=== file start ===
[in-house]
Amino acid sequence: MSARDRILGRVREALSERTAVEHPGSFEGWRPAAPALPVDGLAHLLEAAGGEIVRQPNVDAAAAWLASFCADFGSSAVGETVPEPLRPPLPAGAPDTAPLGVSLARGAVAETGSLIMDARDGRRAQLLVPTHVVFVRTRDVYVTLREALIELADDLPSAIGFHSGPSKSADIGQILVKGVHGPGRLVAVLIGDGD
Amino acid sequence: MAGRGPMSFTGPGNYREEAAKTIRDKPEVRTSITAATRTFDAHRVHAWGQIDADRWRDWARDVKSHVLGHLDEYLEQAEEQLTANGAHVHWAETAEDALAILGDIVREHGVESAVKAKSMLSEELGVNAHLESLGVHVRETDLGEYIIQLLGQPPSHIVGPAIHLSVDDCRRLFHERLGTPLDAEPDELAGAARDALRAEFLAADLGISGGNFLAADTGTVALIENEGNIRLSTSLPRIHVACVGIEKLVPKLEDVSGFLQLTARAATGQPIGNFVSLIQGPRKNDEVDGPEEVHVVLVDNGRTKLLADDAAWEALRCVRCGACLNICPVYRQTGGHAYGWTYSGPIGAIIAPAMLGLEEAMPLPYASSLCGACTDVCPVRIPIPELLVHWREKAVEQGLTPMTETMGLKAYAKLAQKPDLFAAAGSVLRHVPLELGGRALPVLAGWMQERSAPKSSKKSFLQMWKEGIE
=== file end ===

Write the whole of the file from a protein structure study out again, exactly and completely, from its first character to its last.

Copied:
[in-house]
Amino acid sequence: MSARDRILGRVREALSERTAVEHPGSFEGWRPAAPALPVDGLAHLLEAAGGEIVRQPNVDAAAAWLASFCADFGSSAVGETVPEPLRPPLPAGAPDTAPLGVSLARGAVAETGSLIMDARDGRRAQLLVPTHVVFVRTRDVYVTLREALIELADDLPSAIGFHSGPSKSADIGQILVKGVHGPGRLVAVLIGDGD
Amino acid sequence: MAGRGPMSFTGPGNYREEAAKTIRDKPEVRTSITAATRTFDAHRVHAWGQIDADRWRDWARDVKSHVLGHLDEYLEQAEEQLTANGAHVHWAETAEDALAILGDIVREHGVESAVKAKSMLSEELGVNAHLESLGVHVRETDLGEYIIQLLGQPPSHIVGPAIHLSVDDCRRLFHERLGTPLDAEPDELAGAARDALRAEFLAADLGISGGNFLAADTGTVALIENEGNIRLSTSLPRIHVACVGIEKLVPKLEDVSGFLQLTARAATGQPIGNFVSLIQGPRKNDEVDGPEEVHVVLVDNGRTKLLADDAAWEALRCVRCGACLNICPVYRQTGGHAYGWTYSGPIGAIIAPAMLGLEEAMPLPYASSLCGACTDVCPVRIPIPELLVHWREKAVEQGLTPMTETMGLKAYAKLAQKPDLFAAAGSVLRHVPLELGGRALPVLAGWMQERSAPKSSKKSFLQMWKEGIE